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Thread: diabetic neuropathy pre/post or without SCI

  1. #1
    Senior Member Tom's Avatar
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    diabetic neuropathy pre/post or without SCI

    I have diabetic cystopathy, and although I haven't been evaluated for it, probably several other diabetic neuropathies (autonomic, peripheral, etc) as well. Indeed, that's how I found this website, through Googling on bladder management as I was having a lot of trouble at the time.

    It is somewhat ironic that several of my symptoms, most notably bladder and bowel issues are strikingly similar to SCI individuals, although the cause is very different.

    Did anyone here have similar symptoms as a result of diabetes before sustaining an SCI? Or if they've developed Type2 diabetes after an SCI (I understand that there is indeed an increased risk in the SCI population), how has it changed managing your health if any?

    I did a lot of research as you may have imagined, and it turns out that diabetes is one of the most common causes of neurogenic bladder, not because it is a common complication of diabetes per se, but that diabetes is such a common disorder. But ironically, urinary tract issues (retention, UTI's, other infections) are EXTREMELY common among diabetics.

    I'm just thinking surely I can't be the only one!

    Tom

  2. #2
    Tom,

    Welcome. The main difference between diabetic cystopathy and neurogenic bladder of spinal cord injury is the presence of spasticity.

    Wise.

    Quote Originally Posted by Tom
    I have diabetic cystopathy, and although I haven't been evaluated for it, probably several other diabetic neuropathies (autonomic, peripheral, etc) as well. Indeed, that's how I found this website, through Googling on bladder management as I was having a lot of trouble at the time.

    It is somewhat ironic that several of my symptoms, most notably bladder and bowel issues are strikingly similar to SCI individuals, although the cause is very different.

    Did anyone here have similar symptoms as a result of diabetes before sustaining an SCI? Or if they've developed Type2 diabetes after an SCI (I understand that there is indeed an increased risk in the SCI population), how has it changed managing your health if any?

    I did a lot of research as you may have imagined, and it turns out that diabetes is one of the most common causes of neurogenic bladder, not because it is a common complication of diabetes per se, but that diabetes is such a common disorder. But ironically, urinary tract issues (retention, UTI's, other infections) are EXTREMELY common among diabetics.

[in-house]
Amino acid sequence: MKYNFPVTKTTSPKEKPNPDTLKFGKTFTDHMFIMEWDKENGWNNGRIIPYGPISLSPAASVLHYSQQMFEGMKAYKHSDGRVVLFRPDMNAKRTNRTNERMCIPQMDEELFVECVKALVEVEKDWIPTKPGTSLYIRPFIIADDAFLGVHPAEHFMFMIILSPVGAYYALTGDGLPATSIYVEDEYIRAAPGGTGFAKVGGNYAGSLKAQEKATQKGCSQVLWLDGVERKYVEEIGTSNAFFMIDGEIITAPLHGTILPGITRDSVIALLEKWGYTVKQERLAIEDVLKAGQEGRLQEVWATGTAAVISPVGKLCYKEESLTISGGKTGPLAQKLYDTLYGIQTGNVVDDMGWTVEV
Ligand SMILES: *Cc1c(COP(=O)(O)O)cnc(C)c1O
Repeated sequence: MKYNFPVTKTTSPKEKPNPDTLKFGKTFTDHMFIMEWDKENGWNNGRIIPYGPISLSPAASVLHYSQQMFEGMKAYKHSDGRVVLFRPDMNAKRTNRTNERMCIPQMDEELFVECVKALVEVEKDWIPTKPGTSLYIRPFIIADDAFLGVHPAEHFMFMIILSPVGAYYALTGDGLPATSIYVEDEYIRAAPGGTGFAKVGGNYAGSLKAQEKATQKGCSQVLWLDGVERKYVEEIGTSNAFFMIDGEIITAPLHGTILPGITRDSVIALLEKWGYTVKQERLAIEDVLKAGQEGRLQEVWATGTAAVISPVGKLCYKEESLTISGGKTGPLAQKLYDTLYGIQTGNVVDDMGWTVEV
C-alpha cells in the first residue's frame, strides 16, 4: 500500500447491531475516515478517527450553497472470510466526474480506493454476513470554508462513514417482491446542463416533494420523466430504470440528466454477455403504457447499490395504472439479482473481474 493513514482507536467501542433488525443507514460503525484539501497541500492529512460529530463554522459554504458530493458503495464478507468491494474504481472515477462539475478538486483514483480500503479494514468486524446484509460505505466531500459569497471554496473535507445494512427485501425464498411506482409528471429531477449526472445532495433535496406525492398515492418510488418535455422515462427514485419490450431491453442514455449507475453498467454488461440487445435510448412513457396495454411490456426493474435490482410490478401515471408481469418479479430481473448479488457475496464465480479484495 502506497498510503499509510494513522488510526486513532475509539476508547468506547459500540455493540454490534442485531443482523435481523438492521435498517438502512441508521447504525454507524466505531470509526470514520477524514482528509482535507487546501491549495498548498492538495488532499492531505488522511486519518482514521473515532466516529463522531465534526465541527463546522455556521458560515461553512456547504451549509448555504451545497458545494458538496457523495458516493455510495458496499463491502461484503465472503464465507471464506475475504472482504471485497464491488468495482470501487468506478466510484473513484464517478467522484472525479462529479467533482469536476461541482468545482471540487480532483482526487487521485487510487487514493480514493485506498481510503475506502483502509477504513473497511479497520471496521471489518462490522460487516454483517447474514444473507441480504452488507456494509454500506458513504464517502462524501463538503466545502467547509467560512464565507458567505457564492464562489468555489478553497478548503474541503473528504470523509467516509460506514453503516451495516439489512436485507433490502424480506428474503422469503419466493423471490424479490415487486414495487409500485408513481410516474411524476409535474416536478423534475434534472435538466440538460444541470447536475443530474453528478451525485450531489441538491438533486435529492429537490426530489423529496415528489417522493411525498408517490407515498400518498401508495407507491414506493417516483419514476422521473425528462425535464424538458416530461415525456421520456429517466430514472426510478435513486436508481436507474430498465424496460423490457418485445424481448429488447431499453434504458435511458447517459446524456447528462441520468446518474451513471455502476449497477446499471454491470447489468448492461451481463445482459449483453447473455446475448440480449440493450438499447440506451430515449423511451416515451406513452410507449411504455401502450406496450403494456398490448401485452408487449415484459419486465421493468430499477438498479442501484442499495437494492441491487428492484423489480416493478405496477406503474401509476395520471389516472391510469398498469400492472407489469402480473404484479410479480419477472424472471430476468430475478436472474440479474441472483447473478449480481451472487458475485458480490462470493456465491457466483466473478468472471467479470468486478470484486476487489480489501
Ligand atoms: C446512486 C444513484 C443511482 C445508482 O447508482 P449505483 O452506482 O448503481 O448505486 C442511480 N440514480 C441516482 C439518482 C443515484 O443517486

I'm just thinking surely I can't be the only one!

    Tom

  3. #3
    Senior Member Tom's Avatar
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    Er, uhm....thanks for the welcome, Doc. Been here a couple years tho, but better late than never, right?

    I thought I'd bring this back up to the top, because you mentioned that spasticity is the main difference.

    To summarize, I've had IDDM Type 2 for about 10 years now, however my present bladder issues did not surface till late 2004, when I got a UTI which ended up becoming both ABP and pyelo. I was on Levaquin which resolved the kidney infection, but the prostate infection was missed and I suffered in great agony for weeks, until being hospitalized for low potassium. Then I relapsed and developed a large prostate abscess that required 2 procedures (drain, then TUIP 3 months later) to resolve. A urodynamics in early 2005 showed a very hypocontractile bladder, which is generally associated with diabetic cystopathy.

    But here's the intersting part. I DO indeed have spasticity - a LOT of it. I've been on Ditropan since last December, and every time I've run out, my bladder goes nuts. I can void somewhat better than I used to (which was hardly at all), but every time I void first and then cath afterwards, I have residual urine ranging from none to over 1 liter. Also, as a rule, the lower the volume the harder it is to get that damned catheter in past my upper sphincter.

    To further complicate matters, I have to take furosemide for fluid retention, and since I still can't tell how full my bladder is, I've had several occasions, mostly upon waking in the morning and a few hours after taking the Lasix where I've cathed in excess of 2300mL (yes, that's over 2 liters!). The only symptoms I have of such a hugely distended bladder is a feeling not unlike being kicked in the navel, and shortly thereafter my right kidney starts aching. So I try to avoid getting that full. But at the same time as I mentioned the lower my volume the harder it is to insert the catheter. Yes, I do know to keep gentle pressure against the sphincter till it relaxes. It rarely if ever works. Sometimes removing the cath, waiting a couple minutes and trying again works, other times I've simply had to rinse it in cold water (makes it stiffer) and try several times.

    So what I don't understand is, why so much spascticity I have to take 30mg of Ditropan a day yet so much retention? Espescially since its often in the morning, long after the previous dose of Ditropan has worn off and before (but not always) my morning dose? I've also had very large volumes several times (1500+) even after several days of not being on Ditropan.

    Could there be more than one process going on, and should I reconsider my current bladder management? It seems like the only thing that works is carrying a big urinal around, which is pointless, or a external condom cath, which I can't put on due to ED and not being able to reach my privates with both hands (particularly now that I have a bum right shoulder).

    Thanks in advance for any opinions and observations!

    Tom

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